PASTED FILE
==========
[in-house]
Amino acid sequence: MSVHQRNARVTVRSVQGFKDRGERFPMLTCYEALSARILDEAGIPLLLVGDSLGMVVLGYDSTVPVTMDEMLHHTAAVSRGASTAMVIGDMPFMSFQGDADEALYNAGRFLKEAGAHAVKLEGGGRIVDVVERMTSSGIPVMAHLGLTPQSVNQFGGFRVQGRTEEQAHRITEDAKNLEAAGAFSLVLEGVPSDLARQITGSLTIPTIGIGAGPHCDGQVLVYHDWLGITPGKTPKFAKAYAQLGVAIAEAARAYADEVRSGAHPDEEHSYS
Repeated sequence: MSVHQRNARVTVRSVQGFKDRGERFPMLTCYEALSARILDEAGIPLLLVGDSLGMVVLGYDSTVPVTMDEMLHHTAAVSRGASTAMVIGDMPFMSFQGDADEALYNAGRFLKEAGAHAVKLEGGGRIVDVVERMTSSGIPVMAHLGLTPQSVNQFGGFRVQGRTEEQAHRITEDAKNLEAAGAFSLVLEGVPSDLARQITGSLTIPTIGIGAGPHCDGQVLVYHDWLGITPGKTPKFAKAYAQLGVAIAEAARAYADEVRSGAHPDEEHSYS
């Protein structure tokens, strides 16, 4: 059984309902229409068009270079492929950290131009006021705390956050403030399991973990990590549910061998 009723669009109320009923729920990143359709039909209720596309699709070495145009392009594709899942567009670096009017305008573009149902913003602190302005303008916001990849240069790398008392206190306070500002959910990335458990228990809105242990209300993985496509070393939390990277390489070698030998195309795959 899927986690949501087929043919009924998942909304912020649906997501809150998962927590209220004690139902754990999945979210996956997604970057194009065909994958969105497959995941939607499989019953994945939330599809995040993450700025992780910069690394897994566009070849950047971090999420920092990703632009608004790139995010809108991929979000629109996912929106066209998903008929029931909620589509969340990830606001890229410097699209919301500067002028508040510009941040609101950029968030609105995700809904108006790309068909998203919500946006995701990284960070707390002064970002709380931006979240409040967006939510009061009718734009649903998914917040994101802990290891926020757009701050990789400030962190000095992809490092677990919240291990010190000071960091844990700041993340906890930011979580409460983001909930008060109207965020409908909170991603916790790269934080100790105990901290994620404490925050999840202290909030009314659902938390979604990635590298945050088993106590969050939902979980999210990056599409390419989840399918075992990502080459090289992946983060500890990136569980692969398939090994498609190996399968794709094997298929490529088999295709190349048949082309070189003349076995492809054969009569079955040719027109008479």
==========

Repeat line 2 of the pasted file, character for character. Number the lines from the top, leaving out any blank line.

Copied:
Amino acid sequence: MSVHQRNARVTVRSVQGFKDRGERFPMLTCYEALSARILDEAGIPLLLVGDSLGMVVLGYDSTVPVTMDEMLHHTAAVSRGASTAMVIGDMPFMSFQGDADEALYNAGRFLKEAGAHAVKLEGGGRIVDVVERMTSSGIPVMAHLGLTPQSVNQFGGFRVQGRTEEQAHRITEDAKNLEAAGAFSLVLEGVPSDLARQITGSLTIPTIGIGAGPHCDGQVLVYHDWLGITPGKTPKFAKAYAQLGVAIAEAARAYADEVRSGAHPDEEHSYS